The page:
Speak Now is Swift growing up she experiments with different styles, rhythms and emotions. Some songs may not appear to be ‘Taylor’ made but it’s good to see her spreading her wings musically. What makes Taylor Swift such a sensation in the music world is the fact that she intelligently connects with her audience with open and honest lyrics making you feel like a friend rather than a fan. At twenty Taylor is just at the beginning of her career and it must be said that greater things are to come for this singing superstar. But for now Speak Now is out and it’s one album that is worth the hour of your time (yes it runs for an hour and four minutes) it takes to get through the collection of 14 songs.

Courtney :)

Monday, 24 January 2011

Author Interview - Wendy Orr

Photo by Roger Gould

Wendy Orr's junior novel Nim’s Island has been published in 24 countries around the world. In 2008 it became a Hollywood feature film starring Jodie Foster, Abigail Breslin and Gerard Butler. Her latest release is the picture book The Princess and her Panther. Raven’s Mountain, an adventure novel for middle grade readers, will be published by Allen & Unwin in February.

What authors/books did you read as a child? When did you first discover your love of books?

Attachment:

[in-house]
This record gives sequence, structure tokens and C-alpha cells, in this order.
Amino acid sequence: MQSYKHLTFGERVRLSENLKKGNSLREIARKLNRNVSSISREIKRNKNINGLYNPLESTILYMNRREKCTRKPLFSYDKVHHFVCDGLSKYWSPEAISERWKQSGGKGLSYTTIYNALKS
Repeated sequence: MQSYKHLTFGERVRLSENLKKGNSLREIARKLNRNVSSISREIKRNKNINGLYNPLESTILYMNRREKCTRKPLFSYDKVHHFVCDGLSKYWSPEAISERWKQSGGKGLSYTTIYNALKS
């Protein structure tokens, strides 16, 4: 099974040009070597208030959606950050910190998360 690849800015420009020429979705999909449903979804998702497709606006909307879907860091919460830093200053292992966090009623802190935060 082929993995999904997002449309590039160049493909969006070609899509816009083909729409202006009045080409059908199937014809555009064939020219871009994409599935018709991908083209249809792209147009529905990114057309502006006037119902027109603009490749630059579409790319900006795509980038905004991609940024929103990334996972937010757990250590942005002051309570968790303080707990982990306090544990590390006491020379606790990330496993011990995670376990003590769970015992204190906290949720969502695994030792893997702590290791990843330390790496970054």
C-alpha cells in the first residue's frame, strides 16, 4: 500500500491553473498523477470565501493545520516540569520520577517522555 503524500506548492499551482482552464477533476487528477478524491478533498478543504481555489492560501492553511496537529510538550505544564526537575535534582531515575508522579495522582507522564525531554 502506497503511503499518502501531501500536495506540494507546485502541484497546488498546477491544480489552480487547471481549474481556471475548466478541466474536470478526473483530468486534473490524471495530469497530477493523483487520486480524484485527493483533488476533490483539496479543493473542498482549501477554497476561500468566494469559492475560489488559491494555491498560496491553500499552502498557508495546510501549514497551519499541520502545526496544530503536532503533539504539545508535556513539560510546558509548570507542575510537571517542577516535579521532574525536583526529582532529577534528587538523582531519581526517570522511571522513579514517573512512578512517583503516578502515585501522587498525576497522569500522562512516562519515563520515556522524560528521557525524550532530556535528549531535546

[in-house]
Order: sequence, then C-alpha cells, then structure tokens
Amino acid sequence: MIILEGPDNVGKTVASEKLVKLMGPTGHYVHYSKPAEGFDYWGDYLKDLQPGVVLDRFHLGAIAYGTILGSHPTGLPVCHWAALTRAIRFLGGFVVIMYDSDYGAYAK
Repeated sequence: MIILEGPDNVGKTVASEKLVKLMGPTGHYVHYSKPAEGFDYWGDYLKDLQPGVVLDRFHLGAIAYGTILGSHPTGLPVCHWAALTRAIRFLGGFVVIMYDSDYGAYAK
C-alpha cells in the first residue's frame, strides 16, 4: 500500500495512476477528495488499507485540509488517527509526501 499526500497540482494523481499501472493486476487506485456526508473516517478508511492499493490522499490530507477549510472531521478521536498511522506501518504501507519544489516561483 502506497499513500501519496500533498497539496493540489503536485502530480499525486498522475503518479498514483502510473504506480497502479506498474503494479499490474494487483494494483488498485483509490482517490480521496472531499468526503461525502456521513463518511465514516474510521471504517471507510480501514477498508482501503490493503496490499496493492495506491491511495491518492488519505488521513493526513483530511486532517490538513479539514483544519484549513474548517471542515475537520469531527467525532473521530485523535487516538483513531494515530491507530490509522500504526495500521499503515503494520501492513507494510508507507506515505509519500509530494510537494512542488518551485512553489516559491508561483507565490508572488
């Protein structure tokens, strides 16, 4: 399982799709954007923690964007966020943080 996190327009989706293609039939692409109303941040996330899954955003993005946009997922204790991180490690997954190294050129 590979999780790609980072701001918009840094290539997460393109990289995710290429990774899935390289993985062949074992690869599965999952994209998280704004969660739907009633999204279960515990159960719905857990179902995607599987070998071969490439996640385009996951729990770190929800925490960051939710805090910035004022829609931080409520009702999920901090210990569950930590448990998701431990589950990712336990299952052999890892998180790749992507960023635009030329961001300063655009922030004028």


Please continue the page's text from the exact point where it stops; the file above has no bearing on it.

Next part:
The love of stories, books and being read to goes back earlier than I can remember; the passion for reading books for myself – and perhaps the start of wanting to write them – wasn’t till I was nearly 7. We lived in France, so I’d learned to read and write with rather boring French readers. However one night before we moved back to Canada, my parents left three ‘Dick and Jane’ readers on my bedside table for me to find. I’ve never forgotten the thrill of reading real stories in my own language!

When did you first realise you were a writer?

When I sat at the coffee table and began writing, “Glossy the Horse or Shetland Pony,” when I was seven. However I didn’t believe I was an author till “Leaving it to You” was shortlisted, many years later!

What do you hope your readers will take away with them from reading your books?

I’m never sure about this question… I’d like them to take away a feeling of their lives being enriched in some way; depending on the genre, I think that means of having lived in someone else’s shoes or been captivated by the fun of word play and story.

Do you find it difficult to read purely for pleasure?

No; when I find a good book I am quickly immersed in it – but I can’t read something that I feel is sloppily written.

Does everything you read come under your ‘writer’ microscope?

I suppose my answer above means it does, but if the book’s good I am simply swept along with it and enjoy the fact that someone has written so well. If I don’t enjoy a book that has had rave reviews I do often spend a long time pondering why I can’t agree, and where I think it’s gone wrong.

Do you have to avoid reading certain types of fiction while writing your own?

Not any more; I used to be more easily swayed when I was still finding my own voice. However when I’m starting a new book I often can’t read any fiction for a week or two.
Does what you read while writing have an effect on what you write? In what way? I don’t think it affects what I’m writing at that moment, but every book one loves and gets involved with must bleed into the subconscious to some extent.

Name five authors or books that have influenced or inspired your own writing in some way?